I don't say "fuck MacMillan;" they haven't done anything to me, and at this point any minor business-driven faults aren't really a big deal to me. But it seems to me that publishing as an industry is a very new and very wasteful one based on some of the least healthy aspects of our society, capitalist and consumerist as it is. We hardly ever actually think about the repercussions of our industries, and the case of the publishing industry is one we're even less likely to want to consider because it falls under the venerable aegis of education and learning, but it seems like it's worth it to try to consider what good it does and what harm it might be capable of causing.

Millions upon millions upon millions are printed every year. Monumental piles of books, the existence of every one predicated on the notion that someone, somewhere, must have just this copy and cannot find any other, and therefore will be induced to pay for it.

If we stopped printing books today, it would be trivially easy to assure us that the availability of books to the average person wouldn't go down in the slightest for the next hundred years. There are enough books to put ten copies on the shelf of every library, to ensure that no one would ever go to the library and find that the book they sought wasn't there ever again. All these little packages of pages that we so blithely purchase and carry home – it's pointless. It's a waste of money, it's a waste of paper, it's just purely wasteful. The publishing industry is an indirect method of funding things that are relatively unrelated to it, and even then it's not much of a method so much as a crutch. It's not viable; it's just another piece of the consumer-driven world that we could do much better without if we only tried. A hundred years ago, people had it rough – it was often hard to find a copy of this or a translation of that, and you had to be in a university to really readily find what you were looking for. We've swung with the pendulum to the other side; we print so many books it's insane, many of them utterly unnecessary, printed while another copy of the same book lies totally unused on a library bookshelf or in a dustbin.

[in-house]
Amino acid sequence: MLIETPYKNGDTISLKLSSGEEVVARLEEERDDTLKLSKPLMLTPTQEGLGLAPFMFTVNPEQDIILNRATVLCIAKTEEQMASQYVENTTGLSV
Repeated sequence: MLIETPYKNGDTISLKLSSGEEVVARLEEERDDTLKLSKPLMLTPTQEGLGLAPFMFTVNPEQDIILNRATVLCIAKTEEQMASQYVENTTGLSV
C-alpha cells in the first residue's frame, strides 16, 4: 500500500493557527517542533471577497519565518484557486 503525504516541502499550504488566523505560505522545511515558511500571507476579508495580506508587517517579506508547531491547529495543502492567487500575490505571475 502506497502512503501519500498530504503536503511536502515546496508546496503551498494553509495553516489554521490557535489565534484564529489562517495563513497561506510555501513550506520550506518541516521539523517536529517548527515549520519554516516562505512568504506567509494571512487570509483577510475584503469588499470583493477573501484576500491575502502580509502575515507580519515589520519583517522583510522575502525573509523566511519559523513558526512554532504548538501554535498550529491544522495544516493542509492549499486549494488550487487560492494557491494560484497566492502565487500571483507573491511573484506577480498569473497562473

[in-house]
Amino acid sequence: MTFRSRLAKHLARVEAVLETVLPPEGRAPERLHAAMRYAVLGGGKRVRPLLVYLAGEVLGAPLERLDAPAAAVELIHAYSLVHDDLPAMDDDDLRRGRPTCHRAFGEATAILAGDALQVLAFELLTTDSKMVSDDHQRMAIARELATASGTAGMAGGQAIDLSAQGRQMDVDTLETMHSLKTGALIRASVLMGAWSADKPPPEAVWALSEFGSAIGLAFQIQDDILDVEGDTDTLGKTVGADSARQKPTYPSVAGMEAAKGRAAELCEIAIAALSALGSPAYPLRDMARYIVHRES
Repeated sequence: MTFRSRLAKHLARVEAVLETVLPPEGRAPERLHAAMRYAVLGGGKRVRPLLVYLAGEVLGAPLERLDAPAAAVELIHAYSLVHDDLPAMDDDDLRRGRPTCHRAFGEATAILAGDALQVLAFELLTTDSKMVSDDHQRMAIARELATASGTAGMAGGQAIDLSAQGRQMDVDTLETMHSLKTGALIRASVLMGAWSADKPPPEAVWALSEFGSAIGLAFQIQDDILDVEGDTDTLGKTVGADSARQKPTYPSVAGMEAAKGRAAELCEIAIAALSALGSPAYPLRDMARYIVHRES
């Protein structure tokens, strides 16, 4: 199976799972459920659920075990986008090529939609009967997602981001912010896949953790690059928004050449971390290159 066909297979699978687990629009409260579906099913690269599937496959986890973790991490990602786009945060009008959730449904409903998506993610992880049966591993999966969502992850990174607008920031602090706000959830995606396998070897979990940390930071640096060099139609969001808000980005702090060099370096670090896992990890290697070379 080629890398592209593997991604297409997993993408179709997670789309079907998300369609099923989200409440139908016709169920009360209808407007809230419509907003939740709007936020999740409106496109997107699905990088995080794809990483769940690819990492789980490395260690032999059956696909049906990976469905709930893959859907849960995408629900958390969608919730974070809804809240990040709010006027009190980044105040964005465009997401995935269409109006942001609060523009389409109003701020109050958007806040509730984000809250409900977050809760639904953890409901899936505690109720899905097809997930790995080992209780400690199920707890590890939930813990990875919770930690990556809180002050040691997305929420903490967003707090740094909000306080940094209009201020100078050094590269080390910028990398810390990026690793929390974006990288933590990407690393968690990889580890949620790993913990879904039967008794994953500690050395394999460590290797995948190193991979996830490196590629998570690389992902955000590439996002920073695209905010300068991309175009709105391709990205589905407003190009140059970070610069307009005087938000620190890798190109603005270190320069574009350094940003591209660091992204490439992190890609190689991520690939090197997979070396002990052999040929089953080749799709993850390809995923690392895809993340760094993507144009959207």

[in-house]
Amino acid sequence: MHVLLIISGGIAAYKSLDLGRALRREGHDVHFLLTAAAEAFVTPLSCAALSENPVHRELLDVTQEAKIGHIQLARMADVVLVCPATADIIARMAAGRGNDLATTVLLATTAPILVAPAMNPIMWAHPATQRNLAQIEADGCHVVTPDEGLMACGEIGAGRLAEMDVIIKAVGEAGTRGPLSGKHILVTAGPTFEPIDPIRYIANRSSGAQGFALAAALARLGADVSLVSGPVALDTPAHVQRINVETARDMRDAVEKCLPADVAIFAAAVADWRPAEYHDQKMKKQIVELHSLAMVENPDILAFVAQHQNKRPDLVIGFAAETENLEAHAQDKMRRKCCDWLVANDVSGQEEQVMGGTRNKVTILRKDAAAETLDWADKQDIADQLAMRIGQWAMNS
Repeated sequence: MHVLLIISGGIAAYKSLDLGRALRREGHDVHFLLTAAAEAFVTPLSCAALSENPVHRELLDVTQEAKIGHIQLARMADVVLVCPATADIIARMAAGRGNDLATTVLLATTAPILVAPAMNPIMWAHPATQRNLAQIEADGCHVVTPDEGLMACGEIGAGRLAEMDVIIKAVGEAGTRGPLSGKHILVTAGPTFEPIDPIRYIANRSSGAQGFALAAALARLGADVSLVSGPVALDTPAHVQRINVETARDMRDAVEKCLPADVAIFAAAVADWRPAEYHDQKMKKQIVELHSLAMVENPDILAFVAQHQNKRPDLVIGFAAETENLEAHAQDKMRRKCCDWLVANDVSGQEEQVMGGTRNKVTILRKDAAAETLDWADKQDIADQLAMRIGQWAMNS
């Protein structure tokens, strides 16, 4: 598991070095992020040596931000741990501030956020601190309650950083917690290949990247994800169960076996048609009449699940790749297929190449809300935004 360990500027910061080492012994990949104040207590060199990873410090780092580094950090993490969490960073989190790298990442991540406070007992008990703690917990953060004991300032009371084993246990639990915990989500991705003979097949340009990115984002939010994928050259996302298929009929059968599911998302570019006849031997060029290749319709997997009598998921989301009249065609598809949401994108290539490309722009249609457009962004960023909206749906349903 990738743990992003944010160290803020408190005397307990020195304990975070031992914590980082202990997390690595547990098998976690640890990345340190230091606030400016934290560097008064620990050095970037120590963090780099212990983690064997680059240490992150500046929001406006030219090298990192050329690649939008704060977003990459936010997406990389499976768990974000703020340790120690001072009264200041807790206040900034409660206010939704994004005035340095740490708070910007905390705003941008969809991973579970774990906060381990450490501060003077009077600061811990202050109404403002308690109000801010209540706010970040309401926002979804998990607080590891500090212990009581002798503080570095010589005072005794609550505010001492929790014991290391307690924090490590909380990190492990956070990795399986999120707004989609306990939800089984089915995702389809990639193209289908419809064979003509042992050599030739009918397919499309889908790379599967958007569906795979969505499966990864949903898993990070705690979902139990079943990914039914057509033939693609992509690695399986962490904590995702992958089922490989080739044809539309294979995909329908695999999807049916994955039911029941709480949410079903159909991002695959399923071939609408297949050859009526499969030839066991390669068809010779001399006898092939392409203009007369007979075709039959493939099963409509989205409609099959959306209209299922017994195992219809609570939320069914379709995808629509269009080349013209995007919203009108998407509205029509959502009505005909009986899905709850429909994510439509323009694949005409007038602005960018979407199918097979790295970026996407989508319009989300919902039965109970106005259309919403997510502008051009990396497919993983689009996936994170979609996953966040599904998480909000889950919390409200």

artemisia: “If you want to live in a society without full-time artists, more power to you, but it's certainly not the sort of society I want to live in.”

The problem isn't that our society is rewarding artists. The problem is that our society is rewarding artists badly – and it's rewarding artists badly because we assumed that capitalism would be a fine system for rewarding them.
posted by koeselitz at 10:10 PM on January 30, 2010 [4 favorites]


stbalbach: “I sort of agree and am horrified at the prospect of 5 million pirate books floating around. It would change everything, not only publishers, but libraries, internet used book sellers, retail book sellers - everything about the book industry would suffer. It is not good, but obviously the train has left the station and building steam fast.”